What if a holistic approach to design and construction was applied to make our communities a healthier place?
Security Properties is proposing a deep green building design that will meet the Living Building Challenge (LBC) building standards, which is considered one of the world’s most rigorous performance standards for sustainable construction. Certification is based on actual data not just modeled or forecast building performance.
For the Magnolia site, we are proposing the following LBC performance areas:
- Energy Conservation: reduction of the building’s energy consumption by 25% below current energy code requirements and no fossil fuels for heating water or interior spaces.
- Water Conservation: treatment of non-potable water on site for toilets, urinals, cooling towers, irrigation and hose bibs. Non-potable water is water that is not drinking, cooking or bathing quality but can be used for other purposes. The project team is in the due diligence phase, exploring how groundwater, captured rainwater, and/or graywater from showers, lavatory sinks and clothes washers can be used on-site for water conservation.
- Biophilic Design: incorporation of site design elements that connect the community, shoppers and residents with the outdoors and nature. Benefits of biophilic design include reducing stress and honoring the connection to the adjacent park and natural spaces.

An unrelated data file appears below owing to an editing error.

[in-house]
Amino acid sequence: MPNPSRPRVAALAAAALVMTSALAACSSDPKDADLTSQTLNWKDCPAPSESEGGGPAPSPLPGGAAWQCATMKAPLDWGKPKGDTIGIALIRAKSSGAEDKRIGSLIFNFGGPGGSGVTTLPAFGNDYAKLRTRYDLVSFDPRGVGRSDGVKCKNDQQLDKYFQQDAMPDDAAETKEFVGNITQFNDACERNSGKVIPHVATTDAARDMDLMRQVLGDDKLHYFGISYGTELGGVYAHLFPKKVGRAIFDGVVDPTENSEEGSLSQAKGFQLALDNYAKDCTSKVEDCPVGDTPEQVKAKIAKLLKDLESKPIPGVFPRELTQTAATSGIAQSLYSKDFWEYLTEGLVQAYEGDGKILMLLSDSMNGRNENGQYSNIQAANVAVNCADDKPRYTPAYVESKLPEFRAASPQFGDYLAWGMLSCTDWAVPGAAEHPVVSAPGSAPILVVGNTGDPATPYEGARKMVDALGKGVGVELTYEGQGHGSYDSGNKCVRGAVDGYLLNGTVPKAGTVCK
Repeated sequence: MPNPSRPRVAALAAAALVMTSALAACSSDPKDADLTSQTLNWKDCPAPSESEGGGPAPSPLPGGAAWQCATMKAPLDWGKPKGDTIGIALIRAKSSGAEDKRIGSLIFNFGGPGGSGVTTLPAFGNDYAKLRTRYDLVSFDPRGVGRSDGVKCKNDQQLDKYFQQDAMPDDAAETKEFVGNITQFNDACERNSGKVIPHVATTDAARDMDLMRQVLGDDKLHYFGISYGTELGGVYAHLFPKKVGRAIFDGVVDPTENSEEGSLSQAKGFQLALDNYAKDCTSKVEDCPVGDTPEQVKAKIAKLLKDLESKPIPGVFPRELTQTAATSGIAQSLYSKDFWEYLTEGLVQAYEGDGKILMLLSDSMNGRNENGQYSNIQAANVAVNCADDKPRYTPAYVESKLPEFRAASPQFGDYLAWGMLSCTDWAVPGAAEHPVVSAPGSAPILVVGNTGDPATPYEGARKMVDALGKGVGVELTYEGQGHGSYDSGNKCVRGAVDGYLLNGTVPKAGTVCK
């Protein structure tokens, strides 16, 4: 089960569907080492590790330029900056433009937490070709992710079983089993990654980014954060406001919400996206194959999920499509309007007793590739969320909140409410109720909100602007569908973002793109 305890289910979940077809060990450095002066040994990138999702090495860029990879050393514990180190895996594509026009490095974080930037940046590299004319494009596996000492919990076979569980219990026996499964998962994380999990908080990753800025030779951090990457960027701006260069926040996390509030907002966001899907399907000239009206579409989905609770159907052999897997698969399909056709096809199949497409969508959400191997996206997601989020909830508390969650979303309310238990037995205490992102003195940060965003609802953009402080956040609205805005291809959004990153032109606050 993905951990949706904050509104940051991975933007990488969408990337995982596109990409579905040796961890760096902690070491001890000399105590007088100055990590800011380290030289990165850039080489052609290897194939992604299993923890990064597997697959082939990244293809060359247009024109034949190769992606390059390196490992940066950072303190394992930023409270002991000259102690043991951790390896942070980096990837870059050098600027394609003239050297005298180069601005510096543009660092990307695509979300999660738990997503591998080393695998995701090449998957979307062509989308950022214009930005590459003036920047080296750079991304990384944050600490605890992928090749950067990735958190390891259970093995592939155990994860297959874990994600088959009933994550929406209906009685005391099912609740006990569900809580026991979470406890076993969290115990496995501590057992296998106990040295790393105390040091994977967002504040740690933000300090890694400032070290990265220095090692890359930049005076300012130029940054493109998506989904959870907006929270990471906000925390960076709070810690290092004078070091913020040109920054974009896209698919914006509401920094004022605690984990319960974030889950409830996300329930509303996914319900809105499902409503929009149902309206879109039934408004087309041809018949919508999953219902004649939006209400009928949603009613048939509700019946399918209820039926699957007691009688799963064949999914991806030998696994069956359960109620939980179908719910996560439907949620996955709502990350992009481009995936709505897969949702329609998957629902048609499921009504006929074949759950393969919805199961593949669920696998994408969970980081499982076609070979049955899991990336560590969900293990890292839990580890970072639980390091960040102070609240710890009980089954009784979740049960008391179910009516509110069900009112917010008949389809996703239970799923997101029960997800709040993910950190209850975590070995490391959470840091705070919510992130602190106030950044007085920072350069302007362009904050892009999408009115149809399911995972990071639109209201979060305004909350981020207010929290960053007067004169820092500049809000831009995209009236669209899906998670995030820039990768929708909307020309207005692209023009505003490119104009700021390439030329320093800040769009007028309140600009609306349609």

- Healthy and Intentionally Sourced Materials: use of products that are locally sourced and not ‘Red Listed’. Avoiding the use of Red List chemicals and materials (persistent in the building industry) helps fight pollution and protect human health.
- Holistic Design: design cues will be weighted to create environments that optimize physical and psychological well-being while also integrating features that inspire beauty. For those who are familiar with LBC, the performance areas chosen for this project are: Materials, Beauty, Health and Happiness.
& no fossile fuels for space water/heating
for all toilets, urinals, irrigation, hose bibs, cooling towers, water features